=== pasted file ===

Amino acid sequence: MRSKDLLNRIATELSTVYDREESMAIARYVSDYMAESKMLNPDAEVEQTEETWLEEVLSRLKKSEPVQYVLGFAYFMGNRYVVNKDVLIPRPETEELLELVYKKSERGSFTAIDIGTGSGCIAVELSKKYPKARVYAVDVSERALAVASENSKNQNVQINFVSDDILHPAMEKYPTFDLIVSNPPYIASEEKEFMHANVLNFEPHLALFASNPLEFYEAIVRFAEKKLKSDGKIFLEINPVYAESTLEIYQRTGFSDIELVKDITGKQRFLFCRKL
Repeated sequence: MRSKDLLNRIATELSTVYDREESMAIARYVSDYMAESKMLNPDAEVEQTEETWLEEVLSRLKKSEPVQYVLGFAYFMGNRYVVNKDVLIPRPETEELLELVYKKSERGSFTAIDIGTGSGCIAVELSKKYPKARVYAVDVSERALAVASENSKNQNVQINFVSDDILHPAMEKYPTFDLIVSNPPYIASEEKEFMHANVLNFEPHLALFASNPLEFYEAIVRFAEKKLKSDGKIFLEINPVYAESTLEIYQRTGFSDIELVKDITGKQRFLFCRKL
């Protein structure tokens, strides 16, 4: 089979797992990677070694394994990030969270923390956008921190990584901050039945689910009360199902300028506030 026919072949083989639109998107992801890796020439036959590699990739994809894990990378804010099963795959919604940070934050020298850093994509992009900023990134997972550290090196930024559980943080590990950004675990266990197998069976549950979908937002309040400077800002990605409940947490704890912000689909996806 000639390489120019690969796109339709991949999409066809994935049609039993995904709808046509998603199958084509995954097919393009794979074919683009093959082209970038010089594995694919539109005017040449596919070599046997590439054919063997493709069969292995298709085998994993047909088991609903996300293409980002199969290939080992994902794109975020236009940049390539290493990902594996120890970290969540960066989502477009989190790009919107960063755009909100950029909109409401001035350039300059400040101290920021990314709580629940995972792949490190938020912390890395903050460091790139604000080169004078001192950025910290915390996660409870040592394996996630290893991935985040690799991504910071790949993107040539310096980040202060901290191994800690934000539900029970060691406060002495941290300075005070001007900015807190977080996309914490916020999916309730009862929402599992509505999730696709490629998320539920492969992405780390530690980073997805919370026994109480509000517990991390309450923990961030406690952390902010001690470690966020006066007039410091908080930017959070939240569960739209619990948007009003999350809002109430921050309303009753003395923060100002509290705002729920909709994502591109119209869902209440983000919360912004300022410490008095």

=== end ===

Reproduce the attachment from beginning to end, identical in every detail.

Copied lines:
Amino acid sequence: MRSKDLLNRIATELSTVYDREESMAIARYVSDYMAESKMLNPDAEVEQTEETWLEEVLSRLKKSEPVQYVLGFAYFMGNRYVVNKDVLIPRPETEELLELVYKKSERGSFTAIDIGTGSGCIAVELSKKYPKARVYAVDVSERALAVASENSKNQNVQINFVSDDILHPAMEKYPTFDLIVSNPPYIASEEKEFMHANVLNFEPHLALFASNPLEFYEAIVRFAEKKLKSDGKIFLEINPVYAESTLEIYQRTGFSDIELVKDITGKQRFLFCRKL
Repeated sequence: MRSKDLLNRIATELSTVYDREESMAIARYVSDYMAESKMLNPDAEVEQTEETWLEEVLSRLKKSEPVQYVLGFAYFMGNRYVVNKDVLIPRPETEELLELVYKKSERGSFTAIDIGTGSGCIAVELSKKYPKARVYAVDVSERALAVASENSKNQNVQINFVSDDILHPAMEKYPTFDLIVSNPPYIASEEKEFMHANVLNFEPHLALFASNPLEFYEAIVRFAEKKLKSDGKIFLEINPVYAESTLEIYQRTGFSDIELVKDITGKQRFLFCRKL
């Protein structure tokens, strides 16, 4: 089979797992990677070694394994990030969270923390956008921190990584901050039945689910009360199902300028506030 026919072949083989639109998107992801890796020439036959590699990739994809894990990378804010099963795959919604940070934050020298850093994509992009900023990134997972550290090196930024559980943080590990950004675990266990197998069976549950979908937002309040400077800002990605409940947490704890912000689909996806 000639390489120019690969796109339709991949999409066809994935049609039993995904709808046509998603199958084509995954097919393009794979074919683009093959082209970038010089594995694919539109005017040449596919070599046997590439054919063997493709069969292995298709085998994993047909088991609903996300293409980002199969290939080992994902794109975020236009940049390539290493990902594996120890970290969540960066989502477009989190790009919107960063755009909100950029909109409401001035350039300059400040101290920021990314709580629940995972792949490190938020912390890395903050460091790139604000080169004078001192950025910290915390996660409870040592394996996630290893991935985040690799991504910071790949993107040539310096980040202060901290191994800690934000539900029970060691406060002495941290300075005070001007900015807190977080996309914490916020999916309730009862929402599992509505999730696709490629998320539920492969992405780390530690980073997805919370026994109480509000517990991390309450923990961030406690952390902010001690470690966020006066007039410091908080930017959070939240569960739209619990948007009003999350809002109430921050309303009753003395923060100002509290705002729920909709994502591109119209869902209440983000919360912004300022410490008095």